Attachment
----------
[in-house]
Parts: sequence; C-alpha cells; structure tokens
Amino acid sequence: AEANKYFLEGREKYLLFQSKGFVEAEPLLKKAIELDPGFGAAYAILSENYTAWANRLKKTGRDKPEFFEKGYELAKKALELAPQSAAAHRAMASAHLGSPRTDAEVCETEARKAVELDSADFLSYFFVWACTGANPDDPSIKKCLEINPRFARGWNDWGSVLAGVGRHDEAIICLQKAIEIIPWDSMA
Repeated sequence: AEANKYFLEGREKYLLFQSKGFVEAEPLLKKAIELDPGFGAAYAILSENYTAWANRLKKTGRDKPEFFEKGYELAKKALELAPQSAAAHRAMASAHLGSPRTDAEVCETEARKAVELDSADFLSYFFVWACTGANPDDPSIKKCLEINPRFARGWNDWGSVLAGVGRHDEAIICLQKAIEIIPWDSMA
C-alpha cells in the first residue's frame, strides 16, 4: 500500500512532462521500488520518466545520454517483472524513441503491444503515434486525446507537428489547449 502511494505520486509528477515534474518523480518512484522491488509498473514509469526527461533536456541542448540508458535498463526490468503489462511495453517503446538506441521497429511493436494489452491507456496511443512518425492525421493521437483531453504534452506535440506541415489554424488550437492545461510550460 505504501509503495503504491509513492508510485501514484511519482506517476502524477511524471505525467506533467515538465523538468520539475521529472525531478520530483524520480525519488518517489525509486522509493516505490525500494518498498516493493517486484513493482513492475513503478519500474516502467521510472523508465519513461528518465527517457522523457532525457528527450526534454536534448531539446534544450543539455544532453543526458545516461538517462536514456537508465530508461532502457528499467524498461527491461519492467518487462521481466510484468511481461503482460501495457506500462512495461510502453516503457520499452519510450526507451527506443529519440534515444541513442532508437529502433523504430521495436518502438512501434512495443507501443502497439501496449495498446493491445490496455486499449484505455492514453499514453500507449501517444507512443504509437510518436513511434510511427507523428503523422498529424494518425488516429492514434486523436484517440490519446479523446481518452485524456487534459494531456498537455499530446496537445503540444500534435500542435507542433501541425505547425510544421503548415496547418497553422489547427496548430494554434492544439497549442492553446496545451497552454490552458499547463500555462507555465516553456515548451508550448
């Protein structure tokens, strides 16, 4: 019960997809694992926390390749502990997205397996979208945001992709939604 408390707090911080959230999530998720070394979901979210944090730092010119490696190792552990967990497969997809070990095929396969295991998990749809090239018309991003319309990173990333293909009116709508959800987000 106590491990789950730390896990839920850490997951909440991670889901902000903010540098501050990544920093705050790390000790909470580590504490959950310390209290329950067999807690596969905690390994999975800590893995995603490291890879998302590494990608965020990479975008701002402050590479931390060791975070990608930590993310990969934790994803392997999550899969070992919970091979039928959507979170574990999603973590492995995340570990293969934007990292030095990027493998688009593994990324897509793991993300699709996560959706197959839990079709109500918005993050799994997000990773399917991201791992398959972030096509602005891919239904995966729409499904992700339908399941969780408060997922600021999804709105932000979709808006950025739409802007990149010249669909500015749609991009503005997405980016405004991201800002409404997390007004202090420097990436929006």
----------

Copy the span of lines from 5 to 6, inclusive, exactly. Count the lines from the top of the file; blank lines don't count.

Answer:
C-alpha cells in the first residue's frame, strides 16, 4: 500500500512532462521500488520518466545520454517483472524513441503491444503515434486525446507537428489547449 502511494505520486509528477515534474518523480518512484522491488509498473514509469526527461533536456541542448540508458535498463526490468503489462511495453517503446538506441521497429511493436494489452491507456496511443512518425492525421493521437483531453504534452506535440506541415489554424488550437492545461510550460 505504501509503495503504491509513492508510485501514484511519482506517476502524477511524471505525467506533467515538465523538468520539475521529472525531478520530483524520480525519488518517489525509486522509493516505490525500494518498498516493493517486484513493482513492475513503478519500474516502467521510472523508465519513461528518465527517457522523457532525457528527450526534454536534448531539446534544450543539455544532453543526458545516461538517462536514456537508465530508461532502457528499467524498461527491461519492467518487462521481466510484468511481461503482460501495457506500462512495461510502453516503457520499452519510450526507451527506443529519440534515444541513442532508437529502433523504430521495436518502438512501434512495443507501443502497439501496449495498446493491445490496455486499449484505455492514453499514453500507449501517444507512443504509437510518436513511434510511427507523428503523422498529424494518425488516429492514434486523436484517440490519446479523446481518452485524456487534459494531456498537455499530446496537445503540444500534435500542435507542433501541425505547425510544421503548415496547418497553422489547427496548430494554434492544439497549442492553446496545451497552454490552458499547463500555462507555465516553456515548451508550448
């Protein structure tokens, strides 16, 4: 019960997809694992926390390749502990997205397996979208945001992709939604 408390707090911080959230999530998720070394979901979210944090730092010119490696190792552990967990497969997809070990095929396969295991998990749809090239018309991003319309990173990333293909009116709508959800987000 106590491990789950730390896990839920850490997951909440991670889901902000903010540098501050990544920093705050790390000790909470580590504490959950310390209290329950067999807690596969905690390994999975800590893995995603490291890879998302590494990608965020990479975008701002402050590479931390060791975070990608930590993310990969934790994803392997999550899969070992919970091979039928959507979170574990999603973590492995995340570990293969934007990292030095990027493998688009593994990324897509793991993300699709996560959706197959839990079709109500918005993050799994997000990773399917991201791992398959972030096509602005891919239904995966729409499904992700339908399941969780408060997922600021999804709105932000979709808006950025739409802007990149010249669909500015749609991009503005997405980016405004991201800002409404997390007004202090420097990436929006």